I like the old people, they rock a lot more originally and bolder than any of the sappy bunch we have now.

Thursday, January 19, 2006

Special People

We were wonderful, special and wholesome types, who felt spectacularly wonderful and in the know, as we sat spellbound listening to Noam (we spent an evening together, don't you know).

Fancy, Noam Chomsky, he who is in touch with truth of the struggles of the whole world in a far greater and deeper way than I am in touch with the truth of the struggles of my own life. Imagine, this man, this insightful commentator, visiting us in Ireland. Our opinion is important, we are important.

He may have called us shoe-shiners, but to him we matter.

Afterwards, with pints, being the Irish way of mulling over things, we gushed and blurbled. Noam, was of course, sadly absent.

Then it occurred to us.

Ireland is only like the size of Manchester or something (one of the drinkers posited Connecticut, but I know not enough of this far off place, so I'm not sure).

We don't matter.

We really don't matter.

Still. Good talk though.

Sunday, January 15, 2006

Matching Socks

In my local shop there was a sign advertising an expert ironer. The possibilities were endless - I would generously employ someone who clearly was devoted to their expert subject and in turn could devote the additional free time to my favourite hobbies, or just to those endless nameless ways I spend the hours when not working or sleeping.

She was a lovely woman, yet her expertise was clearlyfar beyond that which I needed. €1.50 per garment, except for as she put it, 'like a big thing - a dress or that'. Fortunately I don't posess many dresses, being more the skirt and top type of gal, yet unfortunately I don't posess the €1,500 it would take to clear my hot press nor the further €2,000 it would take to clear those items currently acting as insulation or a sculpture akin to that in Close Encounters of the Third Kind, which I fondly refer to as the washbasket.

So yesterday evening, I valiantly dug the iron and its board out and set them up in front of the TV. Immediately I was struck by the need for a snack. A healthy snack. Some herbal tea and a tangerine later, I felt energised, and decided to practice my yoga moves. Following some limber moves accompanied by Boards of Canada, I was exhausted and not a little hungry. I decided to make a roast chicken dinner. Yum.

Several hours and calories later, I began my quest. But Joan Rivers was on the box, and she's hard to hear over the hissing of my iron, so more sensibly, I decided to match socks.

Well I would have, if I could have found a pair.

Saturday, January 14, 2006

Totally riVeting TV

What has happened to the last two hours of my life? They've disappeared, into the unknown, as I sat riveted to 'Shipwrecked 2006 - Battle of the Islands'.

Naively, I believed that reality tv had gone the way of the dogs, what with celebrity BB platforming once-noones as they crumble further into a state of mental unbalance.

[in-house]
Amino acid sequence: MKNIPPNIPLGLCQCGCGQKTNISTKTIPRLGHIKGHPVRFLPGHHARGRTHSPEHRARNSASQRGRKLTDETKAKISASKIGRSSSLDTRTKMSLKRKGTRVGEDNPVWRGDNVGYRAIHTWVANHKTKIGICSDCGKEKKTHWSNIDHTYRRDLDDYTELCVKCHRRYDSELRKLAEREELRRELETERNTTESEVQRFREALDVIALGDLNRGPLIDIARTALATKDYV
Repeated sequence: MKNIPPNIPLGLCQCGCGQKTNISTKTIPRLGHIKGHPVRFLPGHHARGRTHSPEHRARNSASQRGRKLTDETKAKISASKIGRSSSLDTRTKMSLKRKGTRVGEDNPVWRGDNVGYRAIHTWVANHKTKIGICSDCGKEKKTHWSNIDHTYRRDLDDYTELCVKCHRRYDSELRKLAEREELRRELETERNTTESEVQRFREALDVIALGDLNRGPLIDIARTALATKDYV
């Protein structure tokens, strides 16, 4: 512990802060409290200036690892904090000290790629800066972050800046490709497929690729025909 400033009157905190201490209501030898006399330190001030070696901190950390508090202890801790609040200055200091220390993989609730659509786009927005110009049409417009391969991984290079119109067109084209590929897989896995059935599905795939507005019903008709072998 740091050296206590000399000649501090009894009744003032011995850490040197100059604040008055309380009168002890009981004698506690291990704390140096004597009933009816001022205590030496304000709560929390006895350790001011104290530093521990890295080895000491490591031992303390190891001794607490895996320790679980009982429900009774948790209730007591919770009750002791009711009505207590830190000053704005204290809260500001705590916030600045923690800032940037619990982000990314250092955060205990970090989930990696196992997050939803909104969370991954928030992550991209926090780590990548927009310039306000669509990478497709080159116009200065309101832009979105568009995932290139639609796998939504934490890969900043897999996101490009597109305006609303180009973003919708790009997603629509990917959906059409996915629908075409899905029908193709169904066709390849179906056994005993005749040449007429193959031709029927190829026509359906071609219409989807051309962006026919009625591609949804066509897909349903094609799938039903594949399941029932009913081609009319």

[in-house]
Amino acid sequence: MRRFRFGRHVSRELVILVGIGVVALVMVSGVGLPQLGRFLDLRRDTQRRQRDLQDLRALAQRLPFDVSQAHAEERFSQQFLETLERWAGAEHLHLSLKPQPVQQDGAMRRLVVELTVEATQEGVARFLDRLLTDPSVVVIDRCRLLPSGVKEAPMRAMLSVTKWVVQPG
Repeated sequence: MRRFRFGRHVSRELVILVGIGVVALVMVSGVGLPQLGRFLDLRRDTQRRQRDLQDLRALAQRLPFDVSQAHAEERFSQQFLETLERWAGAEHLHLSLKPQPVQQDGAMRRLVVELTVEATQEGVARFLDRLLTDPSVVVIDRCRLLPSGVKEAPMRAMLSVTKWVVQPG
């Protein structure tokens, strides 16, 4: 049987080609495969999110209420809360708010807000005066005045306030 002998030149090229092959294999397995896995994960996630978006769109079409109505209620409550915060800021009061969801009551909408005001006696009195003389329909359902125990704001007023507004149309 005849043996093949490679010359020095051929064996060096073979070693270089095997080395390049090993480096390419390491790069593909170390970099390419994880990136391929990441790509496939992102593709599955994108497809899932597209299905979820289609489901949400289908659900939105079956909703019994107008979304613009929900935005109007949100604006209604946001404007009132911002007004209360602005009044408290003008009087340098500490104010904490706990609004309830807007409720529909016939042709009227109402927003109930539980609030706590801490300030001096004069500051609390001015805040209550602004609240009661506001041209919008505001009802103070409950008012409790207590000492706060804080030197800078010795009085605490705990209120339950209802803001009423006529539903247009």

Not to say this doesn't entertain many people, it's just not to my own taste.

Perhaps if the people were less faux, and more good looking, and stranded on an island vying with the other island, such as on Shipwrecked, I might of course acquiese.

The dealio is this. Five people on each island. The Tigers have a school education and the Sharks have a college education (this being the hook so to speak - although to be honest that's not what has me hooked - we're not talking about a team of Oxford boatees versus Thems down the Mines).

Each week a Newbie spends three days on each island and on the seventh day, they decide where they want to comfy down for the remainder of the show.

The show takes place over a five month period.

Aw, now to the good bit.

Island 1 (Tigerland): two men, goodlooking in a 'ibiza lad' fashion, one girl just out of a posh boarding school, one girl just come out to her folks, and also just lefted school (local comp I think), and a bisexual cute young boy. All of the Tigers think they rock. They work hard building and have little squabbles and bickerings.

Island 2 (Sharkland): one man who is a bit 'oh I say' yet cute enough - but total nerd (wears panama hat), one man who is barkers - apparently he has ADHD, but he is also really annoying to the other Sharks (and fascinating as a result, tee hee), a surf chick who's nice and has a great expressive face that shows exactly what she thinks of everything (espec: barkers), a beauty who is a designer and seems a bit arty, a mouthy young one who reminds me of a young Janet Street Porter. All of the Sharkies think they rock. They are as lazy as sloths, a bit em, frothy on the brain-juice and think they are clever. They have out and out arguments, and can't agree on anything to do with building so spend their time 'discussing' things.

It was class. I really enjoyed the beautiful islands, the cute faces, fights, squabbles, sadness and joy. Blah, I don't think I've liked a show this much since BB3.

I hope next time it lives up to today!!!

Tuesday, January 10, 2006


Tee hee - check this out, it's cute, fun and a little bit evil: kitten war

Pets are great. I'm not going to get a new cat even though I'd like one. For ages after Arthur, my furry friend, was run over by some twit (it has been almost a year and still I can't forgive) I didn't want to have another cat.

Now, I wouldn't mind, but it just isn't right, so I'm not getting one - we live on a nearly main road, I'm going travelling within the year, and besides, I'm still in mourning. But I have to say I miss his antics - he would bite the hell out of my hand, but he loved to climb on my knee or to play with a toy if you through him at it.

other people's quangos

It may be the first sign of my growing madness, but I've just decided that instead of trying to fit in with everyone else's viewpoints, I'm going to define normal as myself and all else as absurd.

Aw, the relief.


I went to school with this girl who when (as we oft would do) we would say someone was wierd, would interject 'define normal'.

To be honest, she was very normal and therefore fitted right in.

Still, her erudite observation has lead me to be tolerant for the past decade.


I've really only been pretending whilst harbouring simmering tensions about people's opinions barely under my surface.